Three lessons Africa can learn from South Africa's soccer league
The South African Premier Soccer League was wrapped up over the weekend as Kaizer Chiefs emerged champions for the fourth time in their history.
The South African league is widely regarded as one of the best in Africa and following the conclusion of yet another successful season, the rest of the continent could learn a thing or two from the South African Premier Soccer League (PSL).
Like most other sports in South Africa, the football league has been significantly monetized. The premier division is sponsored by ABSA, a financial services provider while the cup competitions also have notable corporate sponsorship and partnership with corporate luminaries like Nedbank and MTN being heavily involved. The main reason corporate partnership has proven to be viable is that the South African football league offers real value to these brands. With the fans of various clubs all deeply passionate about their clubs, games are well attended with promising TV audiences also chalked up. With an audience to leverage, marketing the league has been ultimately easier but it has to be said that the organizers of the league have done incredible jobs with ensuring stadium security, minimal crowd violence and affordable ticketing. With all these in place, the South African league captures attention and eyeballs thus providing sponsor brands with an avenue to deepen relationships and immerse themselves into customers' conversations.
Organization is vital
Unlike Nigeria where haphazard fixture lists and questionable refereeing is prevalent and in North Africa where fan violence is a saddening but reoccurring event, South Africa stands out for its impeccable organization standards. League fixtures are properly scheduled ensuring hitch free seasons and thus securing optimal value from television rights deals which represents another major revenue stream for the PSL. It is not quite as monstrous as the figures commanded by the English Premier League but it remains an important source of revenue to keep the league profitable and plays a key role in ensuring that clubs are also well rewarded. Kaizer Chiefs, 2015 champions, received about $836,000 for their triumph while Kano Pillars, current champions of Nigeria's Professional Football League banked 10.2 percent of that amount -$86,000- for their title win last year. South Africa's PSL paid out a total prize money pool of $2.4 million while Nigeria's NPFL paid out $433,00 last year. Clearly, organization, execution and consistent branding does have its rewards.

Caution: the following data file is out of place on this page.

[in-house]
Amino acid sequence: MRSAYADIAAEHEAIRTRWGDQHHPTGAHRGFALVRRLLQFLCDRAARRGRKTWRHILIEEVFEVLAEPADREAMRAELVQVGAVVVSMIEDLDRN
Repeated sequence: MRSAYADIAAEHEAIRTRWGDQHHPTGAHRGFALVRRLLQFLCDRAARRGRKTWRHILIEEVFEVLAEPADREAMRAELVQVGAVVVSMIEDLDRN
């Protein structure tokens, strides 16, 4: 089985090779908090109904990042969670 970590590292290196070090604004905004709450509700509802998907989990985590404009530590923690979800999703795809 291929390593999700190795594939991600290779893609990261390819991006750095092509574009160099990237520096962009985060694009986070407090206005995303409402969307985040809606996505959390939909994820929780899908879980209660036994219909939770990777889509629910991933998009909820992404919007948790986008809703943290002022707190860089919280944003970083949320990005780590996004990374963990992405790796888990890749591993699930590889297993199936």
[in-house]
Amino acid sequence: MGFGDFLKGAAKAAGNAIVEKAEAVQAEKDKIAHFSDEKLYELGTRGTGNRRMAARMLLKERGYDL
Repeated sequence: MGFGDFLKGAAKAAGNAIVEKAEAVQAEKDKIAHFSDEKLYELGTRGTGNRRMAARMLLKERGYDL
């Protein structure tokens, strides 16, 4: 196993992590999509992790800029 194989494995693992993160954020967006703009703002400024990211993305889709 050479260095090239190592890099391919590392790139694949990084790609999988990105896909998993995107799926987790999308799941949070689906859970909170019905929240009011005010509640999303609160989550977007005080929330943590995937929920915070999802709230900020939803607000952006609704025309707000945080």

More than anywhere else in Africa, South African football has harvested the interest of its fans. The league organizers, as earlier pointed out, have taken steps and undergone measures to ensure that stadiums are kept violence-free and are conducive for fan attendance. Extra care has also been taken to channel the passion of the fans to boost the league's popularity and its standing. Perhaps the biggest indication of the strength of the passion for the South Africa PSL is the Soweto derby which truly went global in 2013. Across the Caribbean, Latin America, Australia and New Zealand, the March 2013 derby was shown in 24 million households. The game was broadcast in another 83 million households in America while other regions such as the Middle East and the United Kingdom also got a piece of the broadcast pie. Half of the spectacle of the Soweto derby is provided by the fans with the players having to do the rest. While there are documented instances of clubs struggling to fill 2010 World Cup stadiums which radically stimulated the game in South Africa and also addressed its previous infrastructure deficit, there can be little doubts that attendances at games are improving and will continue to do so. This part is crucial, not just for South Africa but for the rest of Africa, as gate fees are the highest component of global sports revenue and particularly within the context of Africa where the other components- media rights, merchandizing and sponsorship- are not as optimized as can be, the fans can be the lifeblood of leagues in more ways than one.
If leagues in Africa were to be rated , South Africa's PSL, given its excellent branding and execution as well monetization, will make a good claim for first place and other league organizers across the African continent looking to improve their local leagues can borrow a few leaves from the PSL's playbook.